Protect the Adirondacks (PROTECT) has published an online critique of a new snowmobile trail being built by the NYS Department of Environmental Conservation (DEC) in the Moose River Plains Wild Forest.
DEC trail crews are building a new 5.1-mile snowmobile trail that will connect the Limekiln-Cedar River Road near Fawn Lake to State Route 28 near the Seventh Lake Boat Launch. The trail is phase one of a long-distance “community connector” designed to link Indian Lake, Inlet, Raquette Lake and Long Lake.
PROTECT reviewed the work being done along the new snowmobile trail and documented what they found. “Field work revealed that this ‘trail’, really a de facto new road, is much worse than we feared,” Protect’s Executive Director Peter Bauer wrote in an e-mail to the press. PROTECT detailed their specific objections to the way in which the trail is being constructed with more than 20 photos posted online.
“The pictures… show construction more like an engineered road than the required ‘character of a foot trail,’ profoundly altering the natural terrain in order both to facilitate grooming by heavy, tracked machines permitted only on designated roads, and in turn to enable high-speed travel by snowmobiles,” PROTECT says on its website.
DEC construction is guided by its recently adopted “Snowmobile Guidance Document” which John Sheehan of the Adirondack Council called flawed in an essay written last year for Adirondack Almanack. “Overall, the Adirondack Council supports the ideas expressed in the guidance document, including moving trails away from the interior of Wild Forest areas and towards ‘adjacent’ travel corridors (roads, railroads, existing public trails on conservation easement lands) on their ‘periphery,'” Sheehan wrote, “However, the guidance document defines ‘adjacent’ and ‘periphery’ as ‘within two miles’ of a public highway or motorized water body. That renders the rest of the plan meaningless.”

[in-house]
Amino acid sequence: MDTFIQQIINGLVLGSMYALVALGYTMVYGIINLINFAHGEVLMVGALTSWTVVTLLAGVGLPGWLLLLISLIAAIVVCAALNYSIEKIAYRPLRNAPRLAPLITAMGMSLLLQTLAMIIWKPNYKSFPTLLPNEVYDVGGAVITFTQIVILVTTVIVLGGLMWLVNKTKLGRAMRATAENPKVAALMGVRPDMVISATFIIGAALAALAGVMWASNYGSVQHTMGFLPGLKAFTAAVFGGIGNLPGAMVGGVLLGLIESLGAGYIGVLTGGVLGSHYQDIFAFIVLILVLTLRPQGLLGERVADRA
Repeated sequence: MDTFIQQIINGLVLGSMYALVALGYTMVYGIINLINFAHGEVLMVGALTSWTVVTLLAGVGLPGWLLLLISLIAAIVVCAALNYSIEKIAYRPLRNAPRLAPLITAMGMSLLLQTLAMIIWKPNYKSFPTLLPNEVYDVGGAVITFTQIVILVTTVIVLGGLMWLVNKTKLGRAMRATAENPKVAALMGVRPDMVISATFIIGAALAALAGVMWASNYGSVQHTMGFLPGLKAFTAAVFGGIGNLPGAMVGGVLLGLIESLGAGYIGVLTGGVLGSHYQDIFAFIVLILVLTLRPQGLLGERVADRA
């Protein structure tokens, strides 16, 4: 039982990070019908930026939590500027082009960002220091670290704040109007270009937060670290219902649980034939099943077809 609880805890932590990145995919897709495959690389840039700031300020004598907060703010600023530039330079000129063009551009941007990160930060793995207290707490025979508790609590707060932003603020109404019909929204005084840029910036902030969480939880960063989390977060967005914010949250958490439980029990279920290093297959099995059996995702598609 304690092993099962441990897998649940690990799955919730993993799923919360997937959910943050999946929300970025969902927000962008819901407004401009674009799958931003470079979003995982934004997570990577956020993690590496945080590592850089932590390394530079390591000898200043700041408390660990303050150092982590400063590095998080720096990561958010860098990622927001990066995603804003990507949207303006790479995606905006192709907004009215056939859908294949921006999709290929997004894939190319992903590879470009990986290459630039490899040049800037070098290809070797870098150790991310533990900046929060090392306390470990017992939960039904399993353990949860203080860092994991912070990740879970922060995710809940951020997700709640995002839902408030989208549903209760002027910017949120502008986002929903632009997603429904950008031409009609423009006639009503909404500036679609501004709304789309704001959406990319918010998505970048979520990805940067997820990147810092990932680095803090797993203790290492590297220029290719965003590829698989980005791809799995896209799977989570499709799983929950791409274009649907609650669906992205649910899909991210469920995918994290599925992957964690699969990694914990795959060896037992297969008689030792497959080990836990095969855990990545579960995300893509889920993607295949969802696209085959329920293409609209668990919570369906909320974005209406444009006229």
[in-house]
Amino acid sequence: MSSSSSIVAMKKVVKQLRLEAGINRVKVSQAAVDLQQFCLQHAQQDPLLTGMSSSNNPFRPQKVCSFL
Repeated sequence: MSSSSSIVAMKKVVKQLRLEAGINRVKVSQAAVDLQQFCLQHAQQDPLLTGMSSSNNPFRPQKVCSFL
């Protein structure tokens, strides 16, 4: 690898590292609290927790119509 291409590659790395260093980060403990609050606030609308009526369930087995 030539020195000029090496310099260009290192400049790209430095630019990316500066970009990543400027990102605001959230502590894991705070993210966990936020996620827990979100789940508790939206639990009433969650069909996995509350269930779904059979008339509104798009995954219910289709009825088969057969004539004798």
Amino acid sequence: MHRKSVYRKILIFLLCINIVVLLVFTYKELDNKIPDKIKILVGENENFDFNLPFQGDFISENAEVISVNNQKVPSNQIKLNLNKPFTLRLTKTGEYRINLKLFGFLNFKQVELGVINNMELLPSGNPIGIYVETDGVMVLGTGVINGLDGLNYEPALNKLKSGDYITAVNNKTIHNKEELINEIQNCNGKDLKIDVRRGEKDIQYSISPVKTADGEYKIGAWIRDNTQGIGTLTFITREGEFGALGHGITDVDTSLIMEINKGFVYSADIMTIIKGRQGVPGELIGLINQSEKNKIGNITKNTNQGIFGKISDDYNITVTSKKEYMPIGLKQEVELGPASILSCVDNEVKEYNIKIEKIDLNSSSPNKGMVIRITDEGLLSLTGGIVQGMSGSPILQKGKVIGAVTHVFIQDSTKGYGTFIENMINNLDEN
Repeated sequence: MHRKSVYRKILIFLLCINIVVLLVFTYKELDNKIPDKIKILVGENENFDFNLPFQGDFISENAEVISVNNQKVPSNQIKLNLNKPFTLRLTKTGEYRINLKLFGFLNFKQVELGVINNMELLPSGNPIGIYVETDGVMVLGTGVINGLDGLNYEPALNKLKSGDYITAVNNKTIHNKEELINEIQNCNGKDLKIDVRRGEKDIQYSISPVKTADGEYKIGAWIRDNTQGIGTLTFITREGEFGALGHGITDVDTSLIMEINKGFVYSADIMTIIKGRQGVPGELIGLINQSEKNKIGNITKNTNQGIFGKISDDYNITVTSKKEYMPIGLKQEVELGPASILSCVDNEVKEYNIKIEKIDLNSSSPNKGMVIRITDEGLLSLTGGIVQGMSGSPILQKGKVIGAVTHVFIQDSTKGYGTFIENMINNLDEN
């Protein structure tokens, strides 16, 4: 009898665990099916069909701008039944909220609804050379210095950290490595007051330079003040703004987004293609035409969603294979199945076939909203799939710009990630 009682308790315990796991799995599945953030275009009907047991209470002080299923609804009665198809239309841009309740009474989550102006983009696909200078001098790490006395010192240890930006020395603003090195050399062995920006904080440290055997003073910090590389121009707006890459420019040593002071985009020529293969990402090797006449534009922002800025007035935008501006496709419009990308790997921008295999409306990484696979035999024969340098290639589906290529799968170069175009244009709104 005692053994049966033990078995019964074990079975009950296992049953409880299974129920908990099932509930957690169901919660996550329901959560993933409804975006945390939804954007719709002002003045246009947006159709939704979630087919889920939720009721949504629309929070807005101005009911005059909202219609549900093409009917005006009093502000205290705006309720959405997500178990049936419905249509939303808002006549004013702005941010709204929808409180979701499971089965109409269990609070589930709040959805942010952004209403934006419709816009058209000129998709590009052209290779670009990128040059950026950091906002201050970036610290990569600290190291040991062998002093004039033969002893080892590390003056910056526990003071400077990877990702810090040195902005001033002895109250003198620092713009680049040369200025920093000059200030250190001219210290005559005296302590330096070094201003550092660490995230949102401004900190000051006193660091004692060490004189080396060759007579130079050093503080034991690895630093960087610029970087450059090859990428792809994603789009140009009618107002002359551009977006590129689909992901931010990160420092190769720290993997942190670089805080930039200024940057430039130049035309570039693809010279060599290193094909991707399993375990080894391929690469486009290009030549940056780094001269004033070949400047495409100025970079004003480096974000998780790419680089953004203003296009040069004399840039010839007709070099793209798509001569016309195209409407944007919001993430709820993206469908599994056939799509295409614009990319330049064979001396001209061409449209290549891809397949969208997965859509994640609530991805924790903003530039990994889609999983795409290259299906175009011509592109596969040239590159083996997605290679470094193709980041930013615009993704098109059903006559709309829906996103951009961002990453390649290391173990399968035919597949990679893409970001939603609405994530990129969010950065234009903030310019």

“More than 95 percent of the entire Forest Preserve (Wilderness included) is within 5 miles of a public highway,” according to Sheehan. “There are more than 5,000 miles of public highway in the Adirondack Park, not including private roads and logging roads. Roads are everywhere.”
The State Land Master Plan (SLMP) defines snowmobile trails as having “essentially the same character as a foot trail” but PROTECT argues that the new trail is far from meeting that criteria. A caption on one photo reads: “The snowmobile trail in this spot was widened to over 20 feet in width. ‘Community Connector’ snowmobile trails are supposed to be 9 feet wide in straight areas and 12 feet wide on slopes and curves.”
PROTECT says it also documented the cutting of over 1,100 trees, the installation of 20 bridges (each 12-feet wide), stone and stump removal, drainage cuts, and heavy machinery grading and bench cuts. “It looks like a road, was designed like a road, was built like a road, and will be traveled by motor vehicles at high rates of speed like a road, so it must be a road,” PROTECT’s website reads.
Photos: Above, a 12-foot wide snowmobile trail bridge being constructed in the Moose River Plains; below, a map of the new route.